Inaugural Campus Symposium Designed to Ease Academics’ Publishing Panics

by Sal Nudo / Mar 22, 2019

Keynote address by Jill Petty relates inequities in publishing

Getting published can often be a formidable, even intimidating, process for scholars.

The inaugural University of Illinois Press Publishing Symposium, held Feb. 15 at the Levis Faculty Center, was designed to ease anxiety about publishing and demystify the route toward getting published in academic books and journals.   

Julie Laut, the outreach and development coordinator at UI Press, said it made sense for her unit to host the event.

“Members of our staff have presented workshops on various aspects of publishing to Urbana-Champaign campus departments as well as in conjunction with other units such as the library’s Savvy Researcher, the Graduate College’s thesis program, and the OVCR’s first book writing group,” she said. “A daylong event devoted to the ecosystem of academic publishing was a natural outgrowth of these commitments.”

The symposium included interactive workshops, roundtable discussions, and talks centering on publishing. It was deemed a successful day, according to Laut, with positive feedback given by attendees afterward and more than 100 people in attendance, many of whom were graduate students and faculty and staff members on campus. Laut said community members and a contingent from Illinois State also attended.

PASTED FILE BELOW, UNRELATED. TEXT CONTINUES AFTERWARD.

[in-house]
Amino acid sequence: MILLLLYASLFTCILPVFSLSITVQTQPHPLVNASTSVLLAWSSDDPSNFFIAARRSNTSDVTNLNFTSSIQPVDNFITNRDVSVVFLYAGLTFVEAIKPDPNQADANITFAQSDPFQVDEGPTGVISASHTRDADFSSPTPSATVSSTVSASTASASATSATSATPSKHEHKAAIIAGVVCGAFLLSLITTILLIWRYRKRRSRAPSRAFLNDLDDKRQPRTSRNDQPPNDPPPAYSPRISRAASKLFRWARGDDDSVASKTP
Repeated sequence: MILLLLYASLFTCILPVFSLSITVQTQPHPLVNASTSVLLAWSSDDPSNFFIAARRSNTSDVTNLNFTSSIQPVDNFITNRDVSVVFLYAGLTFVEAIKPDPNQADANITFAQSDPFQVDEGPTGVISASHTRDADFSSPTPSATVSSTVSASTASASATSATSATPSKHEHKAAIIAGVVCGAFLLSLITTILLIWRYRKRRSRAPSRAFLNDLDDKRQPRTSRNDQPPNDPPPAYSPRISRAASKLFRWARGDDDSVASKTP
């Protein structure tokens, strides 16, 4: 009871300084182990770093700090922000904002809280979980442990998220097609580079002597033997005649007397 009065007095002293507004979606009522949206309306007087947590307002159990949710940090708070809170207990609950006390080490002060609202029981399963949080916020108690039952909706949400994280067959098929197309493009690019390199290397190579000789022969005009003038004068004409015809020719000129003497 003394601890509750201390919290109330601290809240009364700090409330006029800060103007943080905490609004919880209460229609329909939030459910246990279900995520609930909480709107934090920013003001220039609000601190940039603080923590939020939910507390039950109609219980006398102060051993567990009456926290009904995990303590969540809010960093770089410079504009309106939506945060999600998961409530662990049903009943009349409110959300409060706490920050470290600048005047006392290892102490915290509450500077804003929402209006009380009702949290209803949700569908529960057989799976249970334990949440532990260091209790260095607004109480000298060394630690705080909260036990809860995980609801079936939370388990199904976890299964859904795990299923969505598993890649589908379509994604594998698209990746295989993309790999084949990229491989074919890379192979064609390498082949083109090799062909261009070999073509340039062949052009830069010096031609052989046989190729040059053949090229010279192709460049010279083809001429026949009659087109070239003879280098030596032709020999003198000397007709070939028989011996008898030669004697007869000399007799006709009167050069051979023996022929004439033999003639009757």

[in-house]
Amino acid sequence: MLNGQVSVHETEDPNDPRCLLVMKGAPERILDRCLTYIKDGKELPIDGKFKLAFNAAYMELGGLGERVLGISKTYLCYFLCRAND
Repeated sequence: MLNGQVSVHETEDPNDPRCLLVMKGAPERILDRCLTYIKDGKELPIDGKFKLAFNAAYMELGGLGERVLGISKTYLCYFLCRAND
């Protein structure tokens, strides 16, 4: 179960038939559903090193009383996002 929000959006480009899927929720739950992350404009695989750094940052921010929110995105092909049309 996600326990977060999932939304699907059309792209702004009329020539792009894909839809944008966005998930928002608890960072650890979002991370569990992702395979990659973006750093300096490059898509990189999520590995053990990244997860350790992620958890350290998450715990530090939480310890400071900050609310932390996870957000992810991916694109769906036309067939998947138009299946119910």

Petty's talk covered how the mainstream publishing industry has sustained and protected racial and gender hierarchies within knowledge cultures.

The keynote address by Jill Petty (pictured above), an experienced editor who has worked for South End Press, Beacon Press, and Northwestern University Press, was “powerful and deeply personal,” according to Laut.

Titled “#PublishingWhileBlack: Reflections on ‘Diversity,’ Antiracism, and Equity,” Petty’s talk covered how the mainstream publishing industry has sustained and protected racial and gender hierarchies within knowledge cultures. Laut said Petty was chosen to give the featured talk to expand the conversation beyond the “nuts and bolts” of academic publishing and into broader issues.

“Drawing on her own history as a devoted reader and her decades as a social justice editor at several presses,” Laut said, “she traced histories of power within publishing to tease out some of the narratives that have resulted in the shocking lack of diversity in publishing today.

“She challenged the audience to move beyond the language of ‘diversity’ and ‘inclusion’ to embrace antiracist praxes in order to effect long-lasting, structural change.”

Laut and her colleagues are excited about future UI Press Publishing Symposiums. One of their goals is to more actively target community members who want publishing information. With that in mind, future events may have additional sessions that focus on a wider range of topics for more people—from advanced graduate students working on their dissertations to experienced authors seeking info on rights and permissions.

UI Press will hold a similar symposium this fall at the University of Illinois at Chicago. As for next year’s symposium on campus, Laut said ideas are welcome, as are potential partnerships.

“We want to ensure that this event fulfills the needs of our community,” said Laut.

Learn more about the symposium.